#### Why is the worst case time complexity same as average case for Linear Search?

small cases are function of N
worst case has more weightage
Frequency of data
Occurrence of prime numbers
This is because when we sum up all cases, we get a function of N more specifically O(N2) considering 1st match, 2nd match and so on. This results in N cases which turns the average to be a function of N specifically O(N).

Hence, this is a result of sum of 1 to N is a function of N in order 2 (N2).

#### When is Hash Map preferred over Linear Search?

Large dataset
Unordered dataset
Sorted dataset
Small dataset
Using Hash map will give a significant performance boost over Linear Search if the dataset is large. This is because if the dataset is small, then a large amount of memory is reserved but not used in case of Hash Map which results in high memory allocation. Linear search is simple and should be the choice for small dataset.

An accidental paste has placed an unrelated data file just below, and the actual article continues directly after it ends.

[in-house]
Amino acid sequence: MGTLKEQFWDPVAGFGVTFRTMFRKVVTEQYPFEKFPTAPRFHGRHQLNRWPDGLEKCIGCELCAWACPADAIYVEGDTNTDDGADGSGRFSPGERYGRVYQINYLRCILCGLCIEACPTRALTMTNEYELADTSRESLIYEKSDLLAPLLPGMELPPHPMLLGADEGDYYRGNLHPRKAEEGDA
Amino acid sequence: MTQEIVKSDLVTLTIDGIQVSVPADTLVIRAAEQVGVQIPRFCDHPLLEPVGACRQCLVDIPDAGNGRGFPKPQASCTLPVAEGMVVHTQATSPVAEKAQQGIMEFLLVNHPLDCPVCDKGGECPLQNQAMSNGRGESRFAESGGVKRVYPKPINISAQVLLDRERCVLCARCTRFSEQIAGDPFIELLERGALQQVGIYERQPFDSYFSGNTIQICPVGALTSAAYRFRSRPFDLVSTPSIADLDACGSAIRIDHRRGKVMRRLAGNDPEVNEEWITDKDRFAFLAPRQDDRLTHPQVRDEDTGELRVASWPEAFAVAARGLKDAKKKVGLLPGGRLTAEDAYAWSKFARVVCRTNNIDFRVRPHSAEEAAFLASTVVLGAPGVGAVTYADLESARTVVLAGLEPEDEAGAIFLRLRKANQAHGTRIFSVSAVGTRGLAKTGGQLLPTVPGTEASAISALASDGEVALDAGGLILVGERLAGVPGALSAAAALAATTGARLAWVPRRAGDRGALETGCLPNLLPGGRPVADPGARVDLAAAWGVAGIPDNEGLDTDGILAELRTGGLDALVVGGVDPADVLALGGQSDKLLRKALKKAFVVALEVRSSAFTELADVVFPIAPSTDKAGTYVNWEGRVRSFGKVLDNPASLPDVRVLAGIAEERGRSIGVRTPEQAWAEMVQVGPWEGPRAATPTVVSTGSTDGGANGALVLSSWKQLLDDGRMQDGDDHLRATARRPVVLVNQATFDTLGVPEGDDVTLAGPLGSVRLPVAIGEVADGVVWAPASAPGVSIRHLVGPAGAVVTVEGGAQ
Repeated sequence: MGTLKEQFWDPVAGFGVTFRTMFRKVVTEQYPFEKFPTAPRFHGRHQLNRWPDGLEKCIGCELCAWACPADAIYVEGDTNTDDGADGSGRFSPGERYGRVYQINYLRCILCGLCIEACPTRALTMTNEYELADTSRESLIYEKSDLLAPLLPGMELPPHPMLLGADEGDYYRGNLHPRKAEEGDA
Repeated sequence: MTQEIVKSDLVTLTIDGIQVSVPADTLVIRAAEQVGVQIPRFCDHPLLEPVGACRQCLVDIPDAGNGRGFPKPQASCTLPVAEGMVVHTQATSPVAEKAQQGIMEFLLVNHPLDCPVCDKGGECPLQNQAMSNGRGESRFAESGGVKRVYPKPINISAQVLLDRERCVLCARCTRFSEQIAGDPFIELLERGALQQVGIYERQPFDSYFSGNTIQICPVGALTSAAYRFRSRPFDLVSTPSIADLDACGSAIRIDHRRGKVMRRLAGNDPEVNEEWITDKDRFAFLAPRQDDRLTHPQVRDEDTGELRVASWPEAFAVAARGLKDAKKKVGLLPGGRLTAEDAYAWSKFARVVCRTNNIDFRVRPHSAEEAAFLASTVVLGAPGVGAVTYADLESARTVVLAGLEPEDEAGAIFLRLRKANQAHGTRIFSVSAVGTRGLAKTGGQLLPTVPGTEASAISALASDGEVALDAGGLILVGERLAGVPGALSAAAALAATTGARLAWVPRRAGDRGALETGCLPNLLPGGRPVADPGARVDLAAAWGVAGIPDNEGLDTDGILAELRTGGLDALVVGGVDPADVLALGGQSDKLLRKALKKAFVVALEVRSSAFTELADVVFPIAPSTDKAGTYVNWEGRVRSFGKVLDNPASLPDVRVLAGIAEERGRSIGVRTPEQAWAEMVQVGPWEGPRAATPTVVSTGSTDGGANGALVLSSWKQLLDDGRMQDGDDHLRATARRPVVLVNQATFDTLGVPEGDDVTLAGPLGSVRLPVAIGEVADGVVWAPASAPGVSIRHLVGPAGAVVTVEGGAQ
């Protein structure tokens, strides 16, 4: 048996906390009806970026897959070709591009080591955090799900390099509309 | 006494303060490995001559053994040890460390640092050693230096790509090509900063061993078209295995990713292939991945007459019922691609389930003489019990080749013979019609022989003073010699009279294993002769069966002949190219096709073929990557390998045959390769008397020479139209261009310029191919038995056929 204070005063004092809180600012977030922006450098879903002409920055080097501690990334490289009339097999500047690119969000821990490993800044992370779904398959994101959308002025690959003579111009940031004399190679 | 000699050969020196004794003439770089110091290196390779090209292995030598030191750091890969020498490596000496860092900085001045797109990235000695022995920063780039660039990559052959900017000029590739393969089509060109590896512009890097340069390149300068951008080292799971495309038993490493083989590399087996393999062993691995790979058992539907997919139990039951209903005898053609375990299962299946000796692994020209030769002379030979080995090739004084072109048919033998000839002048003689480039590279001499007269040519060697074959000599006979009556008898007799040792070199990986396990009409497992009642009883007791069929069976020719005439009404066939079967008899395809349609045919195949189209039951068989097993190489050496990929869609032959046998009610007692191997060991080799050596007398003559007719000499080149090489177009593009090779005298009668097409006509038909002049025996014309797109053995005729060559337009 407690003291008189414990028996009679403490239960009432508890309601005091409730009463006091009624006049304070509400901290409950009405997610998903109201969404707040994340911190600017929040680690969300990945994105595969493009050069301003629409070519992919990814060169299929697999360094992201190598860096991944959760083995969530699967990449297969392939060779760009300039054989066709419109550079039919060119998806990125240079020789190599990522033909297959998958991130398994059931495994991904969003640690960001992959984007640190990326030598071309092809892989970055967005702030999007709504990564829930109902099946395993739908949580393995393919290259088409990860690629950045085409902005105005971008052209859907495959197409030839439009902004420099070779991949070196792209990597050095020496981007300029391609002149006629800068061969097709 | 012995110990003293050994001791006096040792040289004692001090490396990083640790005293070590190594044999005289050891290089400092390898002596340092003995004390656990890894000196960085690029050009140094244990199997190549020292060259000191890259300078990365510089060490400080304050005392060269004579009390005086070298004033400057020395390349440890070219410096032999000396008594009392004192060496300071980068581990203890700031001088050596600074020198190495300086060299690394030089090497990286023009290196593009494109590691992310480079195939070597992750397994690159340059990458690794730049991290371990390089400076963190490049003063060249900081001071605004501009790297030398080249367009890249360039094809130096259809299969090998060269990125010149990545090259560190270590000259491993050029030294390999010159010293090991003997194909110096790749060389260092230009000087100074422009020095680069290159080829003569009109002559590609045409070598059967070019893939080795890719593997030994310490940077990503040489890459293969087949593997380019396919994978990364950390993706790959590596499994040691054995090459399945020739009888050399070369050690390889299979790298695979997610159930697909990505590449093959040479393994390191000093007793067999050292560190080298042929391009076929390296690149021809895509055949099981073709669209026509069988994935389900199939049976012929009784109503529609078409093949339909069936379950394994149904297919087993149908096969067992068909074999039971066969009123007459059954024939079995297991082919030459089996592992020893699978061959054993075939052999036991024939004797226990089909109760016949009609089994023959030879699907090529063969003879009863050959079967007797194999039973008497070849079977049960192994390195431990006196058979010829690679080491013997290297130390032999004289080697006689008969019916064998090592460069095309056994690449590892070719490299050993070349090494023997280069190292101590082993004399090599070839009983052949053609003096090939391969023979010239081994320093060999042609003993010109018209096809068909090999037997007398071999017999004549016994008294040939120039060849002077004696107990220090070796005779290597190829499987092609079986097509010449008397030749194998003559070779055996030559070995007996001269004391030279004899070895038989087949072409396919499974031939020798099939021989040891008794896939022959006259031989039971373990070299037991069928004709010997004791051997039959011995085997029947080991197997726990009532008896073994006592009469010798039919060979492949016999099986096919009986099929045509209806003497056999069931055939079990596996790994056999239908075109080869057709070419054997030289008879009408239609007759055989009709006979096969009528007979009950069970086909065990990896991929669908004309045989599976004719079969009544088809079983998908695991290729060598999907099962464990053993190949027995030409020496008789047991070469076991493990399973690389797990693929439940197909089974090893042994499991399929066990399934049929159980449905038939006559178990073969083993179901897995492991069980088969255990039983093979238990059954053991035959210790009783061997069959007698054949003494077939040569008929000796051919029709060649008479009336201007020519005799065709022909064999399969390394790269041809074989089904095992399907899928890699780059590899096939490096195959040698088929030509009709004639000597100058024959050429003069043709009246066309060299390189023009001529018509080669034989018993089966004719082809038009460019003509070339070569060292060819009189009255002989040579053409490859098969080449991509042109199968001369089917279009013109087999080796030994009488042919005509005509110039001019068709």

#### When is Linear Search preferred over Hash Map?

Small dataset
Unordered dataset
Sorted dataset
Large dataset
Linear search should be used in place of Hash Map if the dataset is small. Even though the time complexity of Linear Search O(N) will be more than that of Hash Map (1) but the real time performance will be better.

This is because Hash Map will have significant overhead for Memory allocation and preparation.

#### When is Linear Search preferred over Binary Search?

Unsorted dataset
Sorted dataset
Large dataset
Small dataset
This is simple as if the data is unsorted then there is no option to use Binary Search. Sorting it beforehand will be an overhead and sorting takes significantly more time than a simple linear traversal.

#### When is Binary Search preferred over Linear Search?

Sorted dataset
Unsorted dataset
Large dataset
Small dataset
When data is sorted, linear search should not be considered as Binary Search will perform better. This is because in Binary Search we can simply eliminate checking most of the elements irrespective of other factors.

#### If list is sorted and you use Linear search, what can be the benefit?

Find absence quickly
List iteration not needed
Multiple searches at a time
No benefit
If the list is sorted and you are using linear search, then if the current element is larger than the search element (if list is in ascending order), then we can establish that the search element is not present.